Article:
Sustainable Onshore Lobster Aquaculture
Sustainable Onshore Lobster Aquaculture

The Achilles heel for spiny lobsters: The energetics of the non-feeding post-larval stage

Abstract

Spiny lobsters are highly valuable seafood species that are captured and marketed in more than 90 countries. After more than 30 years of stable catches, spiny lobster fisheries in many parts of the world are declining due to decreased recruitment. The planktonic larvae spend up to 2 years in offshore waters, accumulating energy stores to fuel the non-feeding post-larva, or puerulus, to actively migrate onshore and settle. The total energy required by spiny lobster pueruli for cross-shelf migration has not been accurately determined. Recent advances in larval culture have provided the opportunity for the first detailed examination of the swimming performance, respiratory metabolism and nitrogen excretion of spiny lobster (Sagmariasus verreauxi) throughout the puerulus stage. The routine and active metabolic rates of pueruli were lower than for most other decapod larvae, probably to provide greater energy efficiency. However, pueruli were found to have limited time, swimming ability and fuel for active cross-shelf migration. It is estimated that S. verreauxi pueruli require at least 13.8 mg of stored lipid to provide sufficient energy (18.4% DW) to complete the puerulus stage and recruit to coastal habitats. The ability of the preceding phyllosoma larvae to accumulate these reserves, and the presence of favourable oceanographic conditions during the limited time available to the migrating puerulus, are both crucial to subsequent successful recruitment. Spiny lobster recruitment processes appear to be particularly vulnerable to changes in oceanic climate which is likely to contribute to the recent large-scale declines in recruitment to valuable fished populations. © 2013 John Wiley & Sons Ltd.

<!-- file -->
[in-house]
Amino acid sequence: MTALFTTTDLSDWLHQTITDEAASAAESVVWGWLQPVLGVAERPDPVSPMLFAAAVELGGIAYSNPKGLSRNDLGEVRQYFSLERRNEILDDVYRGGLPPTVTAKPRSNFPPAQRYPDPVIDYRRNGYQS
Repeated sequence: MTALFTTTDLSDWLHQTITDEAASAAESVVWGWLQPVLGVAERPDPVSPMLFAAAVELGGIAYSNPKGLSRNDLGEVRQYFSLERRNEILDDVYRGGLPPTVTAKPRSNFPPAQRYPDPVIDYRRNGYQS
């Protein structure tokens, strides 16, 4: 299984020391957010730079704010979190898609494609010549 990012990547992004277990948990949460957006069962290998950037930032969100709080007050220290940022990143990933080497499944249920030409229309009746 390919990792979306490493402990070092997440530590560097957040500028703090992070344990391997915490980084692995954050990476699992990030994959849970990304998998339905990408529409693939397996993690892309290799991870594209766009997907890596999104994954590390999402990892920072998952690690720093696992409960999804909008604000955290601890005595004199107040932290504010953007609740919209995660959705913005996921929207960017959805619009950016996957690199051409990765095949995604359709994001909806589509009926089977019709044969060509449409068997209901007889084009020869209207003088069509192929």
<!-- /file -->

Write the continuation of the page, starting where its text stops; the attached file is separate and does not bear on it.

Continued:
About

Research Hub Investigator(s)
Publication Year
2014
Citation
Fitzgibbon, Q.P., Jeffs, A.G. & Battaglene, S.C. 2014, "The Achilles heel for spiny lobsters: The energetics of the non-feeding post-larval stage", Fish and Fisheries, vol. 15, no. 2, pp. 312-326.
Link
Link to this Publication
Back to our Publication List
Sustainable Onshore Lobster AquacultureSustainable Onshore Lobster Aquaculture
The ARC Research Hub for Sustainable Onshore Lobster Aquaculture is funded by the Australian Government through the Australian Research Council Industrial Transformation Research Program. 

For more information about the Research Hub please contact us at Lobster.Aquaculture@utas.edu.au or phone +61 3 6226 8268.
Australian Research CouncilInstitute of Marine and Antarctic StudiesUniversity of TasmaniaOrnatasUniversity of Sunshine CoastPFG GroupUniversity of New Zealand
Copyright 2021 ARC Research Hub for Sustainable Onshore Lobster Aquaculture.
Top linkedin facebook pinterest youtube rss twitter instagram facebook-blank rss-blank linkedin-blank pinterest youtube twitter instagram